Algorithms today influence, to some extent, nearly every aspect of journalism, from the initial stages of news production to the latter stages of news consumption. While they may be seen as technical objects with certain material characteristics, algorithms are also social constructions that carry multiple meanings. Algorithms are neither valueless nor do they exist in isolation; they are part of algorithmic assemblages that include myriad actors, actants, activities, and audiences. As such, they are imbued with logics that are only sometimes reflective of journalism’s. Algorithms have played an active role in a broader quantitative turn within journalism that began in the 1970s but rapidly accelerated after the turn of the century. They are already used to produce hundreds of thousands of articles per year through automated journalism and are employed throughout the many stages of human-driven newswork. Additionally, algorithms enable audience analytics, which are used to quantify audiences into measures that are increasingly influencing news production through the abstractions they promote. Traditional theoretical models of newswork like gatekeeping are thus being challenged by the proliferation of algorithms. A trend toward algorithmically enabled personalization is also leading to the development of responsive distribution and curated flows. This is resulting in a marked shift from journalism’s traditional focus on shared importance and toward highly individualized experiences, which has implications for the formation of publics and media effects. In particular, the proliferation of algorithms has been linked to the development of filter bubbles and evolution of algorithmic reality construction that can be gamed to spread misinformation and disinformation. Scholars have also observed important challenges associated with the study of algorithms and in particular the opaque nature of key algorithms that govern a range of news-related processes. The combination of a lack of transparency with the complexity and adaptability of algorithmic mechanisms and systems makes it difficult to promote algorithmic accountability and to evaluate them vis-à-vis ethical models. There is, currently, no widely accepted code of ethics for the use of algorithms in journalism. Finally, while the body of literature at the intersection of algorithms and journalism has grown rapidly in recent years, it is still in its infancy. As such, there are still ample opportunities for typologizing algorithmic phenomena, tracing the lineage of algorithmic processes and the roles of digital intermediaries within systems, and empirically evaluating the prevalence of particular kinds of algorithms in journalistic spaces and the effects they exert on newswork.
Allison J. Steinke and Valerie Belair-Gagnon
In the early 2000s, along with the emergence of social media in journalism, mobile chat applications began to gain significant footing in journalistic work. Interdisciplinary research, particularly in journalism studies, has started to look at apps in journalistic work from producer and user perspectives. Still in its infancy, scholarly research on apps and journalistic work reflects larger trends explored in digital journalism studies, while expanding the understanding of mobile news.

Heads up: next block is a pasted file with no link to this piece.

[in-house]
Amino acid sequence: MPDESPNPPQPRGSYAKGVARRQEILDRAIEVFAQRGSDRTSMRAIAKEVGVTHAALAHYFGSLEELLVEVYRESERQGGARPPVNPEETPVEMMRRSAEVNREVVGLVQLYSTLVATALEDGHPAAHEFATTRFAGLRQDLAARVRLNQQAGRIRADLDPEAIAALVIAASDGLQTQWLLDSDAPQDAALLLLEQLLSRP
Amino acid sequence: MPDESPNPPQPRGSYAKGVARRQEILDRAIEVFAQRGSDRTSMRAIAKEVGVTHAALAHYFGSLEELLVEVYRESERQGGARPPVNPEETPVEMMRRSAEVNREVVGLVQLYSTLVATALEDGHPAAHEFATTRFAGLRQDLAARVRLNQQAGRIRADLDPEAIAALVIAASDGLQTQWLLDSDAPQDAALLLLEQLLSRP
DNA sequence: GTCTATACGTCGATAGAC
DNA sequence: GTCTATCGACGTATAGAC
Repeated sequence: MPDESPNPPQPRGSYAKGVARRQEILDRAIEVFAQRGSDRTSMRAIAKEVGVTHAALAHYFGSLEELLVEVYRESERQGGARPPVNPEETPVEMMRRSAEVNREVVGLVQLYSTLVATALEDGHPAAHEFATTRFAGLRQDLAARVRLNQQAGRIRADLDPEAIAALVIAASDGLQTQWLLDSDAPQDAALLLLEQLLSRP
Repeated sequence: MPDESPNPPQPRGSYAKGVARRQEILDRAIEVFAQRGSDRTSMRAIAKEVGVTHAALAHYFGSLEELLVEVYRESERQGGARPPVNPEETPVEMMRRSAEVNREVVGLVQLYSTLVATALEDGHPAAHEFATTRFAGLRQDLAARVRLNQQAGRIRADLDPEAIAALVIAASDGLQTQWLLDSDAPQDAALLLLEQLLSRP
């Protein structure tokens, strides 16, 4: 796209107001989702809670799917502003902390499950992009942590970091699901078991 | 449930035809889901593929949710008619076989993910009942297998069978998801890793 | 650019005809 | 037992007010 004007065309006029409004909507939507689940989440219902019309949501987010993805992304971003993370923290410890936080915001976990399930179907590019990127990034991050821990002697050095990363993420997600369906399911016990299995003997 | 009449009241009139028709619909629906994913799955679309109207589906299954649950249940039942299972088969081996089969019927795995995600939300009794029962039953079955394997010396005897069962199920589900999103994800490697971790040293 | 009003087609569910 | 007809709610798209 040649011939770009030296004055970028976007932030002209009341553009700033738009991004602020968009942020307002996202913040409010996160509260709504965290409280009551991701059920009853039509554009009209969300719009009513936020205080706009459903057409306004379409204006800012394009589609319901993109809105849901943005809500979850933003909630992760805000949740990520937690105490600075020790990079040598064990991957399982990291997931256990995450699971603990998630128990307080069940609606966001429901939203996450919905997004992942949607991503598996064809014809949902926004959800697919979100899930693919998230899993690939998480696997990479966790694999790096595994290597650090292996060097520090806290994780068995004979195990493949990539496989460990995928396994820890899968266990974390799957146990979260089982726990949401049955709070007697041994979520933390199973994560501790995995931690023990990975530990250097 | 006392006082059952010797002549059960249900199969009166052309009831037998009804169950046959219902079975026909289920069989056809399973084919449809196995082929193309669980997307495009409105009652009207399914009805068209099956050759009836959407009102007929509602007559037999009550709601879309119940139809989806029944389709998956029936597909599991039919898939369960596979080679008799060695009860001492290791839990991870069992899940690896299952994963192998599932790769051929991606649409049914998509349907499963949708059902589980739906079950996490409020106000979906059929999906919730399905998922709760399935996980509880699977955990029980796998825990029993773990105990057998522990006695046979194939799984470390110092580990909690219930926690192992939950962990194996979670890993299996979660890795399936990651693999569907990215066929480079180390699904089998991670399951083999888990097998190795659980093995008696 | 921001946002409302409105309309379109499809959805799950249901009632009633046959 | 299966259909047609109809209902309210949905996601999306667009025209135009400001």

Automated journalism—the use of algorithms to translate data into narrative news content—is enabling all manner of outlets to increase efficiency while scaling up their reporting in areas as diverse as financial earnings and professional baseball. With these technological advancements, however, come serious risks. Algorithms are not good at interpreting or contextualizing complex information, and they are subject to biases and errors that ultimately could produce content that is misleading or false, even libelous. It is imperative, then, to examine how libel law might apply to automated news content that harms the reputation of a person or an organization. Conducting that examination from the perspective of U.S. law, because of its uniquely expansive constitutional protections in the area of libel, it appears that the First Amendment would cover algorithmic speech—meaning that the First Amendment’s full supply of tools and principles, and presumptions would apply to determine if particular automated news content would be protected. In the area of libel, the most significant issues come under the plaintiff’s burden to prove that the libelous content was published by the defendant (with a focus on whether automated journalism would qualify for immunity available to providers of interactive computer services) and that the content was published through the defendant’s fault (with a focus on whether an algorithm could behave with the actual malice or negligence usually required to satisfy this inquiry). There is also a significant issue under the opinion defense, which provides broad constitutional protection for statements of opinion (with a focus on whether an algorithm itself is capable of having beliefs or ideas, which generally inform an opinion).